Giving you back control of your anxiety
Written by listed counsellor/psychotherapist: Graeme Orr MBACP(Accred), UKRCP Reg. Ind. Counsellor
18th September, 20120 Comments
One definition of anxiety would be a psychological state characterised through emotional, cognitive and behaviour practices where the sufferer experiences severe feelings of fear and concern. Yet this is to miss the real sense of dread that anxiety can bring on.
Most of us will have experienced anxiety at some point in our lives. Perhaps before an exam or before a medical procedure, we may even have experienced very unpleasant feelings of anxiety such as those brought on when in the dentist’s chair. Yet, for most of us the feeling subsides quickly when the stimulus is removed. However for those suffering from anxiety disorders, these concerns, the fear, the sense of impending doom do not disappear and their lives are affected as a result.
Typically suffers describe the hear thumping in the chest, feelings of nausea, being unable to breathe and aches and pains. Often they are unable to identify a specific trigger for these feelings and this can lead to sufferers withdrawing from public places for fear of an attack.
Anxiety is a normal and perfectly sensible body system it is an early warning system preparing us for an emergency or (threatening situation) It increases blood flow, stops the digestive system and so forth. Yet in people with anxiety disorders this system has become over sensitive to the point to which the sufferer sees threats everywhere. A vicious circle of thoughts starts.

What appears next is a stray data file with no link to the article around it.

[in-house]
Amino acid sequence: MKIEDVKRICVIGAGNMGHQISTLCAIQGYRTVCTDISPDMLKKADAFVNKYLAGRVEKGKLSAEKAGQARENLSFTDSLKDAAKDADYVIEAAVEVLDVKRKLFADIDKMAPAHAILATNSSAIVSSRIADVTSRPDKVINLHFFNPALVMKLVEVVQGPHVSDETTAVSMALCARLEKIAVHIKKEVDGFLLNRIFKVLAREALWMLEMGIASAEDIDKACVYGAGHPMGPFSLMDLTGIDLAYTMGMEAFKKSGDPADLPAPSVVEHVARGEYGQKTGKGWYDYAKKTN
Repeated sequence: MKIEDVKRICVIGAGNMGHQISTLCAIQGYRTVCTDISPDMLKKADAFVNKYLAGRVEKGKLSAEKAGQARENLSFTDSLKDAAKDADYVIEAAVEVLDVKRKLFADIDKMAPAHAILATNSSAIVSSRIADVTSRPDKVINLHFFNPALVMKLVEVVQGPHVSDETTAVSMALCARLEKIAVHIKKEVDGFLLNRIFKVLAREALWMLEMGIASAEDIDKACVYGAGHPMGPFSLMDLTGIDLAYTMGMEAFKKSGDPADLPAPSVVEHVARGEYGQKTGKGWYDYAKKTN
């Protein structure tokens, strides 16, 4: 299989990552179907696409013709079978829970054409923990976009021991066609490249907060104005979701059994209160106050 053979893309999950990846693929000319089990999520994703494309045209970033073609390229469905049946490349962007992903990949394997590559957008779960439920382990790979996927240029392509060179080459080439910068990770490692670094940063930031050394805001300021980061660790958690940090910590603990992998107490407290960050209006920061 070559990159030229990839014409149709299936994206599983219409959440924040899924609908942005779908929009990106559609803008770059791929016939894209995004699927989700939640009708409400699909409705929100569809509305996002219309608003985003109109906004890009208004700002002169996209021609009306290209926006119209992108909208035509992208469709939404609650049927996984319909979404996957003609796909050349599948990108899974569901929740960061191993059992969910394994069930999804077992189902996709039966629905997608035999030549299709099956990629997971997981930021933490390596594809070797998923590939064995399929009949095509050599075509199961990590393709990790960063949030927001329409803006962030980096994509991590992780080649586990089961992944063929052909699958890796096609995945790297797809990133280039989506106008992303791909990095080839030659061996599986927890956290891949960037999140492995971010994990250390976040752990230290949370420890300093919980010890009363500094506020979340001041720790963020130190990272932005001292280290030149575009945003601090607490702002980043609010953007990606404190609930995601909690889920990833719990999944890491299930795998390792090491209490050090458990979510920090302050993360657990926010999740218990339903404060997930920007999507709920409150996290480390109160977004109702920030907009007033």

My heart is pounding and I have this sense something is going to happen, perhaps I am going to die, their anxiety builds and the body reacts by increasing the symptoms ready for action which causes more anxiety and so on.
However, there is hope, talking therapies and other treatments offer the anxious client ways to control and understand their anxiety, putting them back in control. It is said knowledge is power and this is certainly the case with anxiety, knowing the mechanism that it uses and allow you to intervene and switch off the vicious circle. You learn to use relaxation and breathing to lower the symptoms that are making you anxious. You learn to spot the crisis developing and take steps to change your behaviour or habits relating to the process. All of this helps reduce the physical symptoms of anxiety.
Through talking therapies, you can look at possible triggers for your anxiety, look at your thought processes and how you react to different situations. From there you can choose to change your behaviour related to anxiety. You can also work through particular problems or issues which are making you feel anxious and problem solve to find a solution that will work for you.
So we have seen that while anxiety has unpleasant symptoms and it is difficult to cope, you can with help and work learn to control and then conquer your anxiety.
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